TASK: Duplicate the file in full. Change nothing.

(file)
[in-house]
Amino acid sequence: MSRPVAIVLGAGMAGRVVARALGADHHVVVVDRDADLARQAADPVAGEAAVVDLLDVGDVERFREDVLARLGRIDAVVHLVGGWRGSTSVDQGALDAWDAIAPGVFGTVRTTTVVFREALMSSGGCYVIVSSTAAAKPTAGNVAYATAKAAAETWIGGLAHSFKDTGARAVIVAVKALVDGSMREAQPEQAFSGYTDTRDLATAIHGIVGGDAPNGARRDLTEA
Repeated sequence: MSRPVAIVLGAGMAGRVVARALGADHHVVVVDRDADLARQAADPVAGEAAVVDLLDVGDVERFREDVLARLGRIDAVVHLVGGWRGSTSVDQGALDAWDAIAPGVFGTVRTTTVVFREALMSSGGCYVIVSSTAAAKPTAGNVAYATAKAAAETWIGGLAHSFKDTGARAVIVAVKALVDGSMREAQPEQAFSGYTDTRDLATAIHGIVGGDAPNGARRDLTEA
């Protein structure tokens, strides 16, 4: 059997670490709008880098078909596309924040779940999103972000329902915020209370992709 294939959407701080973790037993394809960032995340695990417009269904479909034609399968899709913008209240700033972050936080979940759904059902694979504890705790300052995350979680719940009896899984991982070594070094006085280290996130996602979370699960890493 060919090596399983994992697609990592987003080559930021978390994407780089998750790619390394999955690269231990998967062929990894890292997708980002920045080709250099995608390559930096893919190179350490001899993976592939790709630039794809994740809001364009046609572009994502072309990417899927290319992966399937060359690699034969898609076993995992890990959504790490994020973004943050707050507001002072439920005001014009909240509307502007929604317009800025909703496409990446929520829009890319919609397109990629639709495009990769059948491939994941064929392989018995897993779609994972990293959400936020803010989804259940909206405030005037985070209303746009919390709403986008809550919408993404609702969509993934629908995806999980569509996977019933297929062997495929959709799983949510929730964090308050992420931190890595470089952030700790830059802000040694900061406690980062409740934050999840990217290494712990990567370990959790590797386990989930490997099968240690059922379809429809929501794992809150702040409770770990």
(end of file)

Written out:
[in-house]
Amino acid sequence: MSRPVAIVLGAGMAGRVVARALGADHHVVVVDRDADLARQAADPVAGEAAVVDLLDVGDVERFREDVLARLGRIDAVVHLVGGWRGSTSVDQGALDAWDAIAPGVFGTVRTTTVVFREALMSSGGCYVIVSSTAAAKPTAGNVAYATAKAAAETWIGGLAHSFKDTGARAVIVAVKALVDGSMREAQPEQAFSGYTDTRDLATAIHGIVGGDAPNGARRDLTEA
Repeated sequence: MSRPVAIVLGAGMAGRVVARALGADHHVVVVDRDADLARQAADPVAGEAAVVDLLDVGDVERFREDVLARLGRIDAVVHLVGGWRGSTSVDQGALDAWDAIAPGVFGTVRTTTVVFREALMSSGGCYVIVSSTAAAKPTAGNVAYATAKAAAETWIGGLAHSFKDTGARAVIVAVKALVDGSMREAQPEQAFSGYTDTRDLATAIHGIVGGDAPNGARRDLTEA
């Protein structure tokens, strides 16, 4: 059997670490709008880098078909596309924040779940999103972000329902915020209370992709 294939959407701080973790037993394809960032995340695990417009269904479909034609399968899709913008209240700033972050936080979940759904059902694979504890705790300052995350979680719940009896899984991982070594070094006085280290996130996602979370699960890493 060919090596399983994992697609990592987003080559930021978390994407780089998750790619390394999955690269231990998967062929990894890292997708980002920045080709250099995608390559930096893919190179350490001899993976592939790709630039794809994740809001364009046609572009994502072309990417899927290319992966399937060359690699034969898609076993995992890990959504790490994020973004943050707050507001002072439920005001014009909240509307502007929604317009800025909703496409990446929520829009890319919609397109990629639709495009990769059948491939994941064929392989018995897993779609994972990293959400936020803010989804259940909206405030005037985070209303746009919390709403986008809550919408993404609702969509993934629908995806999980569509996977019933297929062997495929959709799983949510929730964090308050992420931190890595470089952030700790830059802000040694900061406690980062409740934050999840990217290494712990990567370990959790590797386990989930490997099968240690059922379809429809929501794992809150702040409770770990």